Il faut, par ailleurs, considérer que l'intégration transforme à la fois le système et l'élément à intégrer, dans leur identité. Ce dernier doit abandonner ce qui n'est pas compatible avec la totalité, pour acquérir ce qui lui permet de s'intégrer. Et le système bénéficie d'autant plus de l'intégration qu'il offre de compatibilité avec l'identité de l'élément intégré, et en valorise les apports... Ce dernier lui permet d'acquérir de la variété, de la complexité, et donc, une capacité supérieure d'adaptation. Le système est ainsi amené à se transformer par l'intégration de nouveaux éléments, qui est donc à la fois une chance et un défi : l'échec de l'intégration témoigne des rigidités du système, et même en démocratie, elle n'est jamais acquise. Elle suppose, au contraire, un effort permanent .

Si de multiples inventions, innovations, créations artistiques ou autres, sont nées de la marginalité scientifique, artistique, religieuse, sociale, économique, il en est de même dans le domaine politique : tout courant contestataire et innovateur commence par être marginal et minoritaire...

De ce point de vue, la supériorité des régimes démocratiques réside dans leur souplesse, leur ouverture, leur capacité à ne pas éliminer, mais au contraire, à valoriser les marginalités et les minorités, à récupérer et canaliser leur potentiel régénérateur et créateur, afin de l'intégrer.

L'intégration des marginalités peut être féconde et source de dynamisme pour les systèmes sociaux et politiques. Par son rôle dans la construction et la résolution de problèmes nouveaux, la marginalité politique conditionne en grande partie leur vitalité et leur capacité de renouvellement, d'adaptation, d'ouverture, et favorise l'extension de la démocratie, là où elle existe... Les systèmes sociaux incapables d'intégration sont menacés de vieillissement et de sclérose...
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Bernard Scott, Simon Shurville (Defence Academy, Cranfield University, Shrivenham, UK)
E-mail: B.C.E.Scott@cranfield.ac.uk

Epistemological Unification of the Disciplines: The Contributions of Sociocybernetics

In order to develop transdisciplinary working across the disciplines, clear epistemological foundations are required. Without these, even simplistic approaches to interdisciplinarity are likely to fail. This is because not only are there perceived to be large differences between disciplines, there are also perceived differences within disciplines. As examples, we cite different paradigms operating within the sciences. We also note the continuing oppositions that divide the humanities from the sciences. Our proposal is that sociocybernetics promises to provide the required unifying metadisciplinary epistemological foundations and transdisciplinary frameworks.

Our analysis is as follows. We acknowledge the unifying role of cybernetics and systems theory for the first order approaches that are taken within all the scientific disciplines. We also note that second order cybernetics provides a satisfying metadisciplinary framework for discerning the causes and cures for the schisms within the natural and cognitive sciences. This satisfying epistemological clarity exists precisely because second order cybernetics uses the concepts and models developed within first order science that, in von Foerster’s phrase, “explain the observer to himself”.

The particular contributions of sociocybernetics are to (i) extend the second order understandings to enlighten and unify the social sciences and (ii) by incorporating extant sociological theory back into the transdisciplinary pursuits of cybernetics and systems theory to enlighten and enrich those pursuits. In order to highlight the power and fruitfulness of these contributions from sociocybernetics, we problematise, deconstruct and reconstruct key concepts concerned with human communication. We take as central the question, “What is a symbol?”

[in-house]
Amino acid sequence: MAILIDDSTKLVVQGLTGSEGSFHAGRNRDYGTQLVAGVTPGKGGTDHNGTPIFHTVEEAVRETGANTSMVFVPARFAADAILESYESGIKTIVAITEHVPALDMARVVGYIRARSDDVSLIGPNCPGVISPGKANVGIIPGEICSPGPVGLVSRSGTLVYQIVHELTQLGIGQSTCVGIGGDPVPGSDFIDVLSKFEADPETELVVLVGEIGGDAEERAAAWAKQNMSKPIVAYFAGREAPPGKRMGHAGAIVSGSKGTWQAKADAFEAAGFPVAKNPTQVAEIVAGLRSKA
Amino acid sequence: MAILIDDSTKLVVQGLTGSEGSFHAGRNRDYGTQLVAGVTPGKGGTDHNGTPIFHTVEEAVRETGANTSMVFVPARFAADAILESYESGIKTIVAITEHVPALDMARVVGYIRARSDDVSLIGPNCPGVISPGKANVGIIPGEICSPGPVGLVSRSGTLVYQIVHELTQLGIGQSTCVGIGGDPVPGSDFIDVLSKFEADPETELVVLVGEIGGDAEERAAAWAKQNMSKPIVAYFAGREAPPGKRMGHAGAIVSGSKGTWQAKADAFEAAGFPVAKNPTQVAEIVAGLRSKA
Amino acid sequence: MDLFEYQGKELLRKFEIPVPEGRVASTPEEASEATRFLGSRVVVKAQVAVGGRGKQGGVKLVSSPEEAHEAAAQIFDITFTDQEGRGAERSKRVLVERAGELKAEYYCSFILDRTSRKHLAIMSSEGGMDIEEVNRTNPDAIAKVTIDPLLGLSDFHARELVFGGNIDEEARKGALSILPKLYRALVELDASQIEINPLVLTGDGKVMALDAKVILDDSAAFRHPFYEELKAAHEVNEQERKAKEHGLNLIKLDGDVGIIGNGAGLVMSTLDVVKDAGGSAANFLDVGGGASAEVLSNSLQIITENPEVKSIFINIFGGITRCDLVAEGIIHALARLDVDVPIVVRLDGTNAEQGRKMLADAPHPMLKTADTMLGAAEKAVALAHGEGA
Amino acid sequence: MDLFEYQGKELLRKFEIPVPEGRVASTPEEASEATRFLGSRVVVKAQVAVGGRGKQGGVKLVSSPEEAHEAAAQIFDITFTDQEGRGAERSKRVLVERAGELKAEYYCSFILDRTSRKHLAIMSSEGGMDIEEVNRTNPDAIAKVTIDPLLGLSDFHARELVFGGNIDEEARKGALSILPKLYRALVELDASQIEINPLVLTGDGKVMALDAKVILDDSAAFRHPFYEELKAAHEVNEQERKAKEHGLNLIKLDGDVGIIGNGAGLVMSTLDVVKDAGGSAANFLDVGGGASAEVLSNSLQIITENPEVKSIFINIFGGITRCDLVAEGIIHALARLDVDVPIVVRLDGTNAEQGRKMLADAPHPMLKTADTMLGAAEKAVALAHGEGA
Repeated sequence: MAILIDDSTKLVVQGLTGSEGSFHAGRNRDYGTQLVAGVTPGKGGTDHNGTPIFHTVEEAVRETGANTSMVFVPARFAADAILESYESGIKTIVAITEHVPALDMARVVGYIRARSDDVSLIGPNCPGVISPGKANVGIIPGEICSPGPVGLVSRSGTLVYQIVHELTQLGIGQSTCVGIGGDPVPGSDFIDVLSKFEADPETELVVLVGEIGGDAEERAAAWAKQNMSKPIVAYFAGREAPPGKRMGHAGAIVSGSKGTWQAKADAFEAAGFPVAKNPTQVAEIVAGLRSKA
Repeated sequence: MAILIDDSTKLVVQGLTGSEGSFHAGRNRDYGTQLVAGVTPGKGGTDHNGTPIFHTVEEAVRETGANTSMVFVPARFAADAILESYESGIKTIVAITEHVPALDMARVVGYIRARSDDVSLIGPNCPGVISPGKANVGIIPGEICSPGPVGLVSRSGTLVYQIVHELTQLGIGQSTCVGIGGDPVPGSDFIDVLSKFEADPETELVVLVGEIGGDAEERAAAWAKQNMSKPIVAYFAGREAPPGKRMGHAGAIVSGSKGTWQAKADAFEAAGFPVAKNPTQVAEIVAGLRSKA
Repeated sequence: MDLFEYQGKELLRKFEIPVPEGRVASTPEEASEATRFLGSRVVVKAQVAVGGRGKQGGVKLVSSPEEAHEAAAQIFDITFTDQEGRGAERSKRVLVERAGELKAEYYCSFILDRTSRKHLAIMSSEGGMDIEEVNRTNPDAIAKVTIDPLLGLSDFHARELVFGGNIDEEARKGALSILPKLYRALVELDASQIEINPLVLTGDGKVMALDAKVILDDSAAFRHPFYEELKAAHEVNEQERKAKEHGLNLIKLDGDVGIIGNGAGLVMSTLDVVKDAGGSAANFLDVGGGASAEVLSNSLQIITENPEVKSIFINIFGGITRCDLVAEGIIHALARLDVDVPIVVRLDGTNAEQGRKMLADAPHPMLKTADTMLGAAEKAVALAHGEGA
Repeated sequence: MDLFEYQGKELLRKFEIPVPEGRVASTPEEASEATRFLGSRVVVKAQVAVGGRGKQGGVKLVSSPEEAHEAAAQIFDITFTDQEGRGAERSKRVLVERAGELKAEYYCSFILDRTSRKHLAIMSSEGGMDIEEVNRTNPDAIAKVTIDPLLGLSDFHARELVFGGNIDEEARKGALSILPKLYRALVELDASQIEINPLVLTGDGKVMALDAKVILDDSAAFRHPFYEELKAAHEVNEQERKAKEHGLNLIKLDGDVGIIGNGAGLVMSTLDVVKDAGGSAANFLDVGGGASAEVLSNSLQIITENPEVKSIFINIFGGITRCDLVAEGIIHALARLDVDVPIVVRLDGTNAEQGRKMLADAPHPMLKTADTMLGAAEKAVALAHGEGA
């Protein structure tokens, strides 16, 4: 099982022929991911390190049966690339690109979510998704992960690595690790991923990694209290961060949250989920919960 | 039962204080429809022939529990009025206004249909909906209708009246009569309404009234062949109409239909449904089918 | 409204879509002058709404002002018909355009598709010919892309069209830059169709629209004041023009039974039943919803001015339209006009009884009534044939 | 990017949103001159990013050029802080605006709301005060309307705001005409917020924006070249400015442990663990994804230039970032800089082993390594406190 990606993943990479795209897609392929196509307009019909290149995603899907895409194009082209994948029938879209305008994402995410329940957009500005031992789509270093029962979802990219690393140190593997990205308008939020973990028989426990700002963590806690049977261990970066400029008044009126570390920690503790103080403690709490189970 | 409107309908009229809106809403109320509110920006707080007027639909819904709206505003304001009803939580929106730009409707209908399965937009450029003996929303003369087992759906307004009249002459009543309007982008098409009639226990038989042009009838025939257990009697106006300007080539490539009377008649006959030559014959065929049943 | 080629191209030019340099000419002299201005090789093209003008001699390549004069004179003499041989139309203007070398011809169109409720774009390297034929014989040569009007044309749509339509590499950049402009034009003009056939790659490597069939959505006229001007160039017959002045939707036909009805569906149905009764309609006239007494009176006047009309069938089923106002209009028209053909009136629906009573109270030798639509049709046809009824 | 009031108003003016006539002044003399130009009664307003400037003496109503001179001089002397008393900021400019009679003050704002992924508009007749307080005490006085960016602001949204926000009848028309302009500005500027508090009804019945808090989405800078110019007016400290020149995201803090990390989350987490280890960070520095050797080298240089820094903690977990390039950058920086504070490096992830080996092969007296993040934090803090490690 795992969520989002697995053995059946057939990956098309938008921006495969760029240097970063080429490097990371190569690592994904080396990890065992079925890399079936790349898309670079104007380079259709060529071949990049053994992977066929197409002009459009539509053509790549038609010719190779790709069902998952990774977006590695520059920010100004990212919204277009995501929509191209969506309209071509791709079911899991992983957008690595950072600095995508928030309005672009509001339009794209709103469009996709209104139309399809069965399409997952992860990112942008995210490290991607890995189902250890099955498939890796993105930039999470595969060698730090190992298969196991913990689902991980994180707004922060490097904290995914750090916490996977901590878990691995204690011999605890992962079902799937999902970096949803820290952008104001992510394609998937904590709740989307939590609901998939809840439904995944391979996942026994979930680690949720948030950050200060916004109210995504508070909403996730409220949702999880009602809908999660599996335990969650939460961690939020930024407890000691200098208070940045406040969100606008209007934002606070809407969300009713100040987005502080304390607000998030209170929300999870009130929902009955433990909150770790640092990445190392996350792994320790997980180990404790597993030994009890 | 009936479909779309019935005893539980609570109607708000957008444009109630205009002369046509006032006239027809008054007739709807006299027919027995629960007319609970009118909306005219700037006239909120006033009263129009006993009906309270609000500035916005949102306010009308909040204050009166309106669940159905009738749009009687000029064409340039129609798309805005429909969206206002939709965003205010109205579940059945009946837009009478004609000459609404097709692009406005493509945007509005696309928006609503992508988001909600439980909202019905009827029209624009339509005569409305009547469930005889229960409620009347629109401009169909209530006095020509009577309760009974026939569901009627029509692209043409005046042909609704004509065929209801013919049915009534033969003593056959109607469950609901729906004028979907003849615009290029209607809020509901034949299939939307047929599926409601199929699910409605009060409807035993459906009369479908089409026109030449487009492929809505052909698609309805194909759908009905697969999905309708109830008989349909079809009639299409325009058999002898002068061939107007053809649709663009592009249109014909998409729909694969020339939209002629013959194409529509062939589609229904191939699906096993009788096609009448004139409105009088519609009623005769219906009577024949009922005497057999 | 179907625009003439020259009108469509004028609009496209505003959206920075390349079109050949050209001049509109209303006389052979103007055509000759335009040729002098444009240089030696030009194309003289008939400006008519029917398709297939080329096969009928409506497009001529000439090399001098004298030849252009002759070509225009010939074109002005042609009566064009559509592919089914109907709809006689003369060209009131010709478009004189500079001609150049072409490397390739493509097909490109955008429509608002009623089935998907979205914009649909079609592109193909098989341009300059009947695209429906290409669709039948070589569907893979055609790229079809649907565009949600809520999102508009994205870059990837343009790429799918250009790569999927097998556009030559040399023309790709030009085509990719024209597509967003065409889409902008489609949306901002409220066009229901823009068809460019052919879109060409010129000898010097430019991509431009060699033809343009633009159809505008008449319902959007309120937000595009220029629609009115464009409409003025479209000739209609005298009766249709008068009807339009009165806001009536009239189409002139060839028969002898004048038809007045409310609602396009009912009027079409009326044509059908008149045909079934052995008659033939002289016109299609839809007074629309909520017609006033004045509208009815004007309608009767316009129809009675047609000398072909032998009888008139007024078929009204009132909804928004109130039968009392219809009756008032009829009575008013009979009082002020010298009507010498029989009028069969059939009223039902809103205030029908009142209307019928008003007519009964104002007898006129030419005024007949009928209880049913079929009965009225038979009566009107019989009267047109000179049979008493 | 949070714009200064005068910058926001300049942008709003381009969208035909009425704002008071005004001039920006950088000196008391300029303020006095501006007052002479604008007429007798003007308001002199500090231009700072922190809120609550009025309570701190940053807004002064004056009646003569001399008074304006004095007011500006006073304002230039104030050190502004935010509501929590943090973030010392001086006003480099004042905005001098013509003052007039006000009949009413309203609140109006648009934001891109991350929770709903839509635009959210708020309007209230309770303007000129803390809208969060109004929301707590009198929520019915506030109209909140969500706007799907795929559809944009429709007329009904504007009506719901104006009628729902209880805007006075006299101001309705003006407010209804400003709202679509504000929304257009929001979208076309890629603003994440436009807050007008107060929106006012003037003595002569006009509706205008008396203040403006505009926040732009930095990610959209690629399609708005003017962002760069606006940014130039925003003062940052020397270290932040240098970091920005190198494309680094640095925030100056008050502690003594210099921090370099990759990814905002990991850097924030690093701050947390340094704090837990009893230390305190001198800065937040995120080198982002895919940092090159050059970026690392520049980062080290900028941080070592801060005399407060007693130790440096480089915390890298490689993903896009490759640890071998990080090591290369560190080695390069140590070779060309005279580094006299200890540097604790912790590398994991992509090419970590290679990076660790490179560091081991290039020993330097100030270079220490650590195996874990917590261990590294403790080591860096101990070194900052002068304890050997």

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Jacques & Maria Van Bockstaele (Centre de socianalyse, Paris, France)
E-mail: jm.van-bockstaele@wanadoo.fr

Martine Godard-Plasman, Marie-Noëlle Pécout (Association d’analyse praxéologique et cognitive, Paris, France)
E-mails: martine.godard-plasman@wanadoo.fr, mpecout@free.fr

Systèmes cybernétiques et socianalyse

L’évolution de la démarche cybernétique a progressivement caractérisé le système observé par une dimension intentionnelle ou téléologique, applicable à la machine comme à l'homme et n'introduisant pas dans l'analyse une orientation finaliste (Umpelby & al., 1999). Pour Wiener (1948), un système cybernétique (feedback control system) n’est pas seulement un amplificateur de puissance, il aborde l'intention subjective en tant qu’état final et la conséquence objective, l'état de l'objet qui exécute le comportement à un moment quelconque: la notion d'écart traduit la non coïncidence entre intention et conséquence aussi bien que la différence entre état final (anticipé) et état actuel.

L’outil socianalytique (« tâche d’imagination-cooptation ») requiert de disposer d’une équipe d’intervention impliquée in situ, d’un « collectif analyste » (Van Bockstaele & al., 2004). La relation perçue, intériorisée, ressentie ou imaginée entre ce « collectif analyste » et tel « système dynamique en analyse » traite des obstacles et des résistances que rencontrent les relations de pouvoir entre un « sujet observant » et un « sujet observé » (Vallée, 1995). Le pouvoir social exerce un pouvoir de référence sur l'action, il définit les objets de perception, il crée, ce faisant, une part des conditions d'une perception partagée. Mais, la perception sociale n'est partagée à l'intérieur que si la référence est posée et reconnue ; elle ne se maintient partagée que si elle est vue par l'extérieur comme perception commune. La tâche d’imagination-cooptation est un outil de mise à l’épreuve de cette référence cognitive commune, qui fonde la construction, la transformation et la reconnaissance de la perception sociale pour tout système.
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created: May 27,1998
updated: Septembaer 8, 2005